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Dyspraxia: Overcoming the Obstacles

What parents can do

  • Practise skills with your child, both fine motor skills (through activities like beading, lacing, painting, etc.) as well as gross motor skills, by playing with him outdoors.
  • Encourage activities that enhance coordination. You don’t need to be an expert: playing ball in the garden, going swimming, teaching your child to ride a bike – all this can be of great help.
  • Talk through activities such as putting on a piece of clothing or kicking the ball into a goal, in a step-by-step manner. Ask your child to think about how he could do something better, differently or even faster.
  • Help him learn necessary social skills. Children with dyspraxia are socially clumsy; they find emotions difficult to read and have poor spatial awareness, literally ‘invading the space of others’. Parents can help by encouraging their child to make friends and to take part in activities with them outside the home.
  • Most importantly, be understanding and aware of the fact that change will be gradual. Your child will feel better knowing that you are there for him, no matter what.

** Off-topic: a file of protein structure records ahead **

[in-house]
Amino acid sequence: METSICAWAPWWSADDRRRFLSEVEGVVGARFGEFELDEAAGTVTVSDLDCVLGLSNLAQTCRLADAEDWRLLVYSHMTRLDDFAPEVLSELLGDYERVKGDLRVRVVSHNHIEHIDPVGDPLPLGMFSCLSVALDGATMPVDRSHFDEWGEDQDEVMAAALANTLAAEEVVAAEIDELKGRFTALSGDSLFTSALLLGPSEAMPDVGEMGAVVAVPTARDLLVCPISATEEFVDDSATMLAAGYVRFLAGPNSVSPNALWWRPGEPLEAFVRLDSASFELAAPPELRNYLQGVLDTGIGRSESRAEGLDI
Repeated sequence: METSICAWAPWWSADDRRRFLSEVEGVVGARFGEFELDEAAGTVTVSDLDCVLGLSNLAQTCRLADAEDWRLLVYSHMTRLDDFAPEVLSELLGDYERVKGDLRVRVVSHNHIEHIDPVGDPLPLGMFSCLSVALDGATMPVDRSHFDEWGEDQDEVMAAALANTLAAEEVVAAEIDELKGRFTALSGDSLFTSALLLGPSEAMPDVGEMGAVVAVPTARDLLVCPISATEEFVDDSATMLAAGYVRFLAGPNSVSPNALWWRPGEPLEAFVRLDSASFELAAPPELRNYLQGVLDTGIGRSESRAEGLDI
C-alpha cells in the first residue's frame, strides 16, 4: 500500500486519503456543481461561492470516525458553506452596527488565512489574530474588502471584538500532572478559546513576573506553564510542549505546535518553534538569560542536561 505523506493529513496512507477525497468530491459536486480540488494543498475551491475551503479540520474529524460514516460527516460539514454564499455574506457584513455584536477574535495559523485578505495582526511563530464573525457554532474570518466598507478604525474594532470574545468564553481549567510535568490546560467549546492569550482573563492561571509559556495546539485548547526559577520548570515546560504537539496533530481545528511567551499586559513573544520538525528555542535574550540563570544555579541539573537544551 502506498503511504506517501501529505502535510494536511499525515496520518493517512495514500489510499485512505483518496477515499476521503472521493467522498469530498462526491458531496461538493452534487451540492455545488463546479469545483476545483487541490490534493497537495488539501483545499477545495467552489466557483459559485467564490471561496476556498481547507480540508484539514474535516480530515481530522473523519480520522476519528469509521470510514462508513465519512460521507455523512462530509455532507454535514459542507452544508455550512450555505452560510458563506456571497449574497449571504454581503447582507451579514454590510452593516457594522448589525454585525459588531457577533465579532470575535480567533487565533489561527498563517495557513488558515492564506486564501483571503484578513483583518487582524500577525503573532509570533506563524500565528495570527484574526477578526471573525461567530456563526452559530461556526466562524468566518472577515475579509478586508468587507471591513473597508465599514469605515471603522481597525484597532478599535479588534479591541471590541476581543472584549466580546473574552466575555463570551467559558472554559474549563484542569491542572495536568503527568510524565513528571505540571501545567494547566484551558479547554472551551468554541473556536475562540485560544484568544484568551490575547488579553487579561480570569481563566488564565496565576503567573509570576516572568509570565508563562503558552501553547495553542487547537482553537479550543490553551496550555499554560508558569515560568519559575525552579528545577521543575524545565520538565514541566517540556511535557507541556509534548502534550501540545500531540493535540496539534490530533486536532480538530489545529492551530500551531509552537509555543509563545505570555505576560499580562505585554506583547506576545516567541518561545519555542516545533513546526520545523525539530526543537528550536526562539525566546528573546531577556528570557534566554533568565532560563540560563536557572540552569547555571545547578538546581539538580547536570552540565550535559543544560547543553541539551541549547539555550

Parents should work closely with the school and teachers to ensure that learning is made easy and practical for the dyspraxic child by:

  • Reducing the number of tasks allotted to the child, and allowing additional time for their completion.
  • Breaking down the task at hand into manageable bits.
  • Giving instructions one at a time, rather than a complex string, which may result in confusion.
  • Reinforcing instructions by repetition.
  • Providing extra supervision and encouragement, especially in practical subjects.
  • Getting the child to work as part of a team.
  • Talking through what is expected of him on a particular assignment.
  • Keeping the child away from distractions.
  • Teaching the child strategies to help remember and assist himself, by using lists and diaries, or to-do lists so he can tick off the tasks he completes.
  • Ensuring the child is well prepared for any changes to routine, which can be both problematic and distressing.

Shivani Singh, Delhi, who has a dyspraxic son, sums up – “The biggest problem that dyspraxics and other children with special learning needs face today, is the attitude of the people around them. When Neil was first diagnosed with dyspraxia, we were thrown off the regular path. We were caught unawares, but we had to deal with it. Because of the lack of awareness, the first reaction is always ‘find a cure.’ But there’s actually so much we can do to adapt. Change our environment. And accept them – mentally, physically and emotionally. ”


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